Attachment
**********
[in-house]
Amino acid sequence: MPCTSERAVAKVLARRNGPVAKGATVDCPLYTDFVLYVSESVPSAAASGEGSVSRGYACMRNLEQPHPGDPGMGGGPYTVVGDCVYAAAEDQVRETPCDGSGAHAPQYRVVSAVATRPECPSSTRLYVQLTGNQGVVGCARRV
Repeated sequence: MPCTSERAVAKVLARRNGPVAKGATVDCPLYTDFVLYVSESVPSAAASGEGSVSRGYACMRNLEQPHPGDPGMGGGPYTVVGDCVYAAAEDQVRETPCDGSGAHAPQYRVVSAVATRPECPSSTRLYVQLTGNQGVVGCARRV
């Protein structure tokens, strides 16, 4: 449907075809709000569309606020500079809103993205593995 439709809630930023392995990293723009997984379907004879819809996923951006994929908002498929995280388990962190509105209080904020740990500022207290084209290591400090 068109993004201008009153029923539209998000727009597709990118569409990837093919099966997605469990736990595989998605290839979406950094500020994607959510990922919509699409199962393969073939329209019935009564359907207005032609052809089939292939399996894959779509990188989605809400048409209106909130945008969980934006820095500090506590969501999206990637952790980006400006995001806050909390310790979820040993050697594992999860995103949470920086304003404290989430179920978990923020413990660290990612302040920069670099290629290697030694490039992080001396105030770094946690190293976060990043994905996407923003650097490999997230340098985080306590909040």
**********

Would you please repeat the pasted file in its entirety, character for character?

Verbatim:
[in-house]
Amino acid sequence: MPCTSERAVAKVLARRNGPVAKGATVDCPLYTDFVLYVSESVPSAAASGEGSVSRGYACMRNLEQPHPGDPGMGGGPYTVVGDCVYAAAEDQVRETPCDGSGAHAPQYRVVSAVATRPECPSSTRLYVQLTGNQGVVGCARRV
Repeated sequence: MPCTSERAVAKVLARRNGPVAKGATVDCPLYTDFVLYVSESVPSAAASGEGSVSRGYACMRNLEQPHPGDPGMGGGPYTVVGDCVYAAAEDQVRETPCDGSGAHAPQYRVVSAVATRPECPSSTRLYVQLTGNQGVVGCARRV
């Protein structure tokens, strides 16, 4: 449907075809709000569309606020500079809103993205593995 439709809630930023392995990293723009997984379907004879819809996923951006994929908002498929995280388990962190509105209080904020740990500022207290084209290591400090 068109993004201008009153029923539209998000727009597709990118569409990837093919099966997605469990736990595989998605290839979406950094500020994607959510990922919509699409199962393969073939329209019935009564359907207005032609052809089939292939399996894959779509990188989605809400048409209106909130945008969980934006820095500090506590969501999206990637952790980006400006995001806050909390310790979820040993050697594992999860995103949470920086304003404290989430179920978990923020413990660290990612302040920069670099290629290697030694490039992080001396105030770094946690190293976060990043994905996407923003650097490999997230340098985080306590909040």